We’ve already shared our favourite songs from seasonal celebrations, so for something different, we thought we’d celebrate the seasons themselves, with some of our favourite songs for each season. See which ones transport you to another time of year.
Here in Melbourne, it’s almost a point of pride that our weather varies so dramatically. As I write, today’s peak temperature will be less than half of yesterday’s. So it’s natural for me to set the scene with the Crowded House song inspired by Melbourne’s famous changeability:
The hymn In the Bleak Midwinter as set by Harold Darke has been voted by choral experts the greatest Christmas carol of all time. It seems an interesting choice, because it’s not the most joyous work, but a well-sung rendition can certainly induce chills any time of year.
Kate Bush made an entire album basically about winter. It has many truly sublime moments, and, like any Kate Bush album, a few embarrassing ones. I’ll let you decide which camp the title track falls into. It’s based on the popular myth that the the Eskimo language has 50 words for snow, and features Stephen Fry reciting Kate’s list over a chilly beat. Perfect accompaniment for a warming whippoccino.
The Idea of North – It Might as Well be Spring. I’ll confess I’ve included this one partially as an excuse to plug The Idea of North’s recent wonderful work with Hush. But it’s a worthy spring song nevertheless, blooming with life and brightness, reminding us we can have a spring (and a swing) in our step any time of year. Wait for the amazing four-part scatting from 1:35.
John Butler Trio – Spring to Come. Perhaps this one doesn’t evoke spring so much as hold out hope for a brighter time around the corner: “Out of the darkness, only light can come”.
The first summer song most people think of would probably be George Gershwin’s Summertime. We wrote a blog post about it with some examples that illustrate the son’s broad appeal and infinite adaptability. Just for one more angle, here is a particularly sun-soaked version from Nina Simone.
My friend and former colleague Mel Karajas and I share a love for the band The Sundays, and particularly their song Summertime. We used to be amazed at how often it seemed to come up on Mel’s music stream just when we needed a boost. For both of us, it’s one of those songs you want to last forever, just like summertime itself. We have an agreement that each of us must contact the other whenever we hear the song.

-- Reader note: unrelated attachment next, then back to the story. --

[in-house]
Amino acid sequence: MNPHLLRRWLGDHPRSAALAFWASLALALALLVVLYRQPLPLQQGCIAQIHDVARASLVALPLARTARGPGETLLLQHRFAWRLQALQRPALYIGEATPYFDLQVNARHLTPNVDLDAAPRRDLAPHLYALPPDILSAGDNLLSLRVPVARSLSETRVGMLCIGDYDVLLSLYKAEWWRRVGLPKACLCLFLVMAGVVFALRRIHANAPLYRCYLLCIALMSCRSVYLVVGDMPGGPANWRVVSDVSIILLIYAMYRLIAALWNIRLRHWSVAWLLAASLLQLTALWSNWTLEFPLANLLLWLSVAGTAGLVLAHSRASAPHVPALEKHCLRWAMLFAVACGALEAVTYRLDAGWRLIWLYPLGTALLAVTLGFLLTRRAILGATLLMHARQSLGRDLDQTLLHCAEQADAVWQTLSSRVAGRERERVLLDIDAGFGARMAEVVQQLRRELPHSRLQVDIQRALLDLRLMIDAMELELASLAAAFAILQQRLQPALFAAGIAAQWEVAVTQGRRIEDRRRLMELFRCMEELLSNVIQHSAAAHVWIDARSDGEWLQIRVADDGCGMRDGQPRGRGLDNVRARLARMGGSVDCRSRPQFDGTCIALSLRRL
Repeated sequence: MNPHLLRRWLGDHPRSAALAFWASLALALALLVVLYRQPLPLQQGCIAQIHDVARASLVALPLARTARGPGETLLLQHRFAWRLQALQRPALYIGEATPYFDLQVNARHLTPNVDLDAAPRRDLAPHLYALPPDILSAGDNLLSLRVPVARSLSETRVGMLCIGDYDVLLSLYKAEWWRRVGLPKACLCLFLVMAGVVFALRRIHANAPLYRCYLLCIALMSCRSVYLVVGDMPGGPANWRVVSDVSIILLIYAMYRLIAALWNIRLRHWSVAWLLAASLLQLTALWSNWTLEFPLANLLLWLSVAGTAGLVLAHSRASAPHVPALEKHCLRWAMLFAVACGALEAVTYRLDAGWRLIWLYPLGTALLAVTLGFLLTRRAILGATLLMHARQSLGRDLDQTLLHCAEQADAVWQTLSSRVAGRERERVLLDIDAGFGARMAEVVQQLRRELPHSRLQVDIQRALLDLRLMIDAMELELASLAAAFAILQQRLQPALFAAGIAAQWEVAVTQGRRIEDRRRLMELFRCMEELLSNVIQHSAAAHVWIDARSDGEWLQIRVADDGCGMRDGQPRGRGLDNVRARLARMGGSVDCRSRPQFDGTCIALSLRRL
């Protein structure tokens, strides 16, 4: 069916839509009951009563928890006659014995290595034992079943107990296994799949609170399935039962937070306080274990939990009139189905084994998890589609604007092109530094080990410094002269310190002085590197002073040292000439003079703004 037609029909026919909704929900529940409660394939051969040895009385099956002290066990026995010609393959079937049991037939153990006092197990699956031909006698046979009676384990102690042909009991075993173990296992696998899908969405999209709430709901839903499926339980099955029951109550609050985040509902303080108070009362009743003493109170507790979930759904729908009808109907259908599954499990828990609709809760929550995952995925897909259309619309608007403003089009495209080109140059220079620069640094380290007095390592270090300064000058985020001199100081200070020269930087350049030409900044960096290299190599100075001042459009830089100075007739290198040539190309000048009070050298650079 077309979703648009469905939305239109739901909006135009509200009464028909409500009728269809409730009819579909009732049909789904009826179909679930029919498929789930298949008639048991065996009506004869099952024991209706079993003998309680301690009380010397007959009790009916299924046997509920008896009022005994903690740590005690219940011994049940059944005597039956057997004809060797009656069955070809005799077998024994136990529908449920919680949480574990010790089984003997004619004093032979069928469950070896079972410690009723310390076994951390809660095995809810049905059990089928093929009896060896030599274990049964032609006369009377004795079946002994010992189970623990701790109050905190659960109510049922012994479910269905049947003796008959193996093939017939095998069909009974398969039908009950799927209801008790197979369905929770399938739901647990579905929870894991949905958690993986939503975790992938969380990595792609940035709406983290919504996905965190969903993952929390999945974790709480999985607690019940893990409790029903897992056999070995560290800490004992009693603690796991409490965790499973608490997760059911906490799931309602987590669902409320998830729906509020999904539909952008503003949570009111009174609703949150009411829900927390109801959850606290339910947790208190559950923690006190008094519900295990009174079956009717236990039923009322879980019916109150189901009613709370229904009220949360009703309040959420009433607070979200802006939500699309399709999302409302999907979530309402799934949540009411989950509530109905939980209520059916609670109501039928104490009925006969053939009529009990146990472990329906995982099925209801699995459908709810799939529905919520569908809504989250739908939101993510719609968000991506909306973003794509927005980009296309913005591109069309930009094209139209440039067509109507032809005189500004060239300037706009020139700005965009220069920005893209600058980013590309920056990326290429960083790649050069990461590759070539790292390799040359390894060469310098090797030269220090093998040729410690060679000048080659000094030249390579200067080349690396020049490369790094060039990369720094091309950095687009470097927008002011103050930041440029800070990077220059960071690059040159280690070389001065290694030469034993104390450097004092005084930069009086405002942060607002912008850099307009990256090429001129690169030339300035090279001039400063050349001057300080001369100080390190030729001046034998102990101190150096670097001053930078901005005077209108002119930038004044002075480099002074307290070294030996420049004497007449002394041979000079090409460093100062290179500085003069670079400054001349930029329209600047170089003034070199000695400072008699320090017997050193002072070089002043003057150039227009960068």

For those of you who know Mel, in case you weren’t aware, she now works for the Arts Health Institute introducing the wonderful Music & Memory program into Australian care facilities. She was instrumental in launching that program in this country. Keep that twinkle in your eye, Mel!
John Coltrane and Johnny Hartmann are appropriately cool in this version of Autumn Serenade. You can hear leaves tossed by the breeze in Coltrane’s flitting phrases on the tenor saxophone.
Simon & Garfunkel use the changing of the seasons to highlight the ephemeral nature of life in Leaves That Are Green. Perhaps they are preparing us for the even darker Hazy Shade of Winter.
By the way, keep an eye out for an entire article on the classic song Autumn Leaves, coming soon!
Special mention is also deserved for Vivaldi’s famous The Four Seasons. If you’re one of the few people not familiar with it, try listening to each movement and guessing each season – you probably won’t be wrong. Vivaldi’s cleverness at evoking the seasons is even more amazing when you learn that the idea itself of trying to depict something like a season with music was pretty unheard of in 1725. Because this kind of “program music” was such a radical idea at the time, Vivaldi published poems to accompany each movement to help listeners connect the sound with the mood.
Feel free to share your favourite seasonal songs. Compliments of your particular season!